Fresh off DL, Morse eager to be part of club's success
Seattle slugger starts in right field, bats sixth following five-week absence
BOSTON -- Right fielder Michael Morse returned from a five-week stint on the disabled list Tuesday, eager to rejoin a Mariners club that has caught fire in July.
Morse was immediately penciled into the starting lineup in right field and sixth in the batting order for the series opener against the Red Sox.
"I feel good. I feel healthy. I'm ready to go," Morse said. "It's good to be back. The guys have been playing great, it's been fun to watch, and now I get a chance to be part of it."
The Mariners went 18-13 during Morse's stint on the DL after he finally succumbed to a strained right quadriceps muscle that had been hindering him for several weeks. The big slugger also played through a broken finger earlier in the season that slowed him after a hot start in April, when he had nine home runs by May 1.
Morse hit just two home runs in his next 31 games, however, putting him at .251 with 11 home runs and 23 RBIs in 56 games going into Tuesday's return.
"It's been a tough season," he said. "I had a couple injuries here and there, the finger and now this quad. But that's the season. Everybody plays with some injuries and stuff. I'm healthy now. I've got two more months to help out the team. My goal now is to try to help the team win as many ballgames as possible."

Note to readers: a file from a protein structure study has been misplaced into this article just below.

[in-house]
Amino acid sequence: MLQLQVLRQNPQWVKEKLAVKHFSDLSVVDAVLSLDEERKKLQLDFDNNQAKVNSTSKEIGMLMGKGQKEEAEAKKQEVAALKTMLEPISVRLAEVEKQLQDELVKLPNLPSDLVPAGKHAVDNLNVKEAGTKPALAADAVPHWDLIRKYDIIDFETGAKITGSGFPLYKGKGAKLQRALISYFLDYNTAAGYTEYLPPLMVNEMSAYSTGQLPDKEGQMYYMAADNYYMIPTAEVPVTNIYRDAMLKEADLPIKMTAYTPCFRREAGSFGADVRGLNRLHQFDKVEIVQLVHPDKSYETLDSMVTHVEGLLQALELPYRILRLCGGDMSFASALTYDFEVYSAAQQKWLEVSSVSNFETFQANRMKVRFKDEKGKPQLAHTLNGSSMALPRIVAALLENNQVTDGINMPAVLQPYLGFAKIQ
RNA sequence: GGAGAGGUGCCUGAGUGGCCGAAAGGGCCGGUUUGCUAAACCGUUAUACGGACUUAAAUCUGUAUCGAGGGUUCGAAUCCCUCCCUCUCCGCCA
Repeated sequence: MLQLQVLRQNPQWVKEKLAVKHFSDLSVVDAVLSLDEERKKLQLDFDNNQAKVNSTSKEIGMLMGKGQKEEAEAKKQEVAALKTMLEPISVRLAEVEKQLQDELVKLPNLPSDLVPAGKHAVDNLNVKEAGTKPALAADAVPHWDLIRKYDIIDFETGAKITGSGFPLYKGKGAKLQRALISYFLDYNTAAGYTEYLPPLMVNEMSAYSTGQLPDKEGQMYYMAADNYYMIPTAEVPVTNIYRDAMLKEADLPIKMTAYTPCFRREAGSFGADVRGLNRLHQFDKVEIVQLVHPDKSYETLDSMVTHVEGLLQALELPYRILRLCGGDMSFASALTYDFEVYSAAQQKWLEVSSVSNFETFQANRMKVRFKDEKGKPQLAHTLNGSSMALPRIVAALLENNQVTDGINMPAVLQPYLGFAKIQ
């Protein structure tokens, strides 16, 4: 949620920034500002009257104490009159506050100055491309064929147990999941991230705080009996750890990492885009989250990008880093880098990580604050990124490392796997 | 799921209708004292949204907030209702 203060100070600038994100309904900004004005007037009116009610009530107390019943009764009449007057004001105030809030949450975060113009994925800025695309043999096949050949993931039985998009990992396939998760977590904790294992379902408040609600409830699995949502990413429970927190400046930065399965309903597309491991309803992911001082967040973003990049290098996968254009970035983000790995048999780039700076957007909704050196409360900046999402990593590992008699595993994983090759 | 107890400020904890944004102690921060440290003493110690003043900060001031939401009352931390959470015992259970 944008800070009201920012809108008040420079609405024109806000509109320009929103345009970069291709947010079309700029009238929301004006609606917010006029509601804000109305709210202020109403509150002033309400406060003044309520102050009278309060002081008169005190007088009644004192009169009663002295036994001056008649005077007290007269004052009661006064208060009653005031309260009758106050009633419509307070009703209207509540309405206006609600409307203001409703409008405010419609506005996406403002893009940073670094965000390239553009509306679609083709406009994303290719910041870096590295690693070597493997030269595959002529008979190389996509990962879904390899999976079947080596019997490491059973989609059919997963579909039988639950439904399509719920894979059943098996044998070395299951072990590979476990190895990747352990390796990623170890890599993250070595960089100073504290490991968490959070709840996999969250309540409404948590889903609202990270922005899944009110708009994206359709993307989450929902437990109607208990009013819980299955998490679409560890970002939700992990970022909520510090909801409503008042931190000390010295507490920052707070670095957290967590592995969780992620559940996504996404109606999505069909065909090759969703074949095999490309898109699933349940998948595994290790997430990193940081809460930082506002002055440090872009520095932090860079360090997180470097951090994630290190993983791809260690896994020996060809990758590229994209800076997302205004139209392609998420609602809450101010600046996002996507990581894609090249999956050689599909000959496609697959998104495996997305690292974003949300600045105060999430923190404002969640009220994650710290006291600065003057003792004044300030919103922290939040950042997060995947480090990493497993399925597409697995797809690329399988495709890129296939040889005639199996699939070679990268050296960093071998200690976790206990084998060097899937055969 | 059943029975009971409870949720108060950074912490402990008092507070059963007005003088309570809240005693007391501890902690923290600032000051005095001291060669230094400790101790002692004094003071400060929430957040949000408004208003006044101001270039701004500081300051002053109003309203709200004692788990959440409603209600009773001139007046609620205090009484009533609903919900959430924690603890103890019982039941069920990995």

Morse hit .250 (6-for-24) in six rehab games with Triple-A Tacoma with a double, triple, home run and two RBIs. He said his leg has felt fine since he joined the Rainiers and it's just been a matter of regaining his timing.
"I feel good. Baseball-wise, I feel great," he said. "No rust. We've been playing this game since we were kids. I don't even think about it. My leg has felt good for a while now. I was just down there to play a little baseball."
Acting manager Robby Thompson said Morse will play right field as well as a little first base and possibly some designated hitter as he works his way back in. The Mariners designated Jason Bay for assignment on Monday to open a roster spot, but still have a logjam of outfielders with Dustin Ackley, Michael Saunders, Raul Ibanez and Endy Chavez all vying for time as well.
How will that juggling act play out?
"We're about to find out," Thompson said. "We'll go with matchups and who has the hot hand. Obviously Morse is going to have to get back in there and play on pretty much a consistent basis to get him going again. We'll do what we can to make it work."
Maurer adjusting to role as long man in bullpen
BOSTON -- Brandon Maurer has been a starter most of his career. But then again, his career hasn't been that long, so the 23-year-old is adjusting to his new role after being recalled by the Mariners last weekend.
The big right-hander made his first Major League relief appearance in Tuesday's 8-2 loss to the Red Sox, throwing 2 1/3 innings of perfect ball until Boston nicked him for two runs on a single and home run by Jarrod Saltalamacchia in the eighth. Maurer finished up with just those two hits and two runs in three innings.
"That was big for Maurer, his first time coming out of the 'pen here in Boston of all places," said acting manager Robby Thompson. "I thought he threw the ball very well. I thought it was big for him and for us. It's not easy your first time coming out here in Boston, and I thought he did a great job."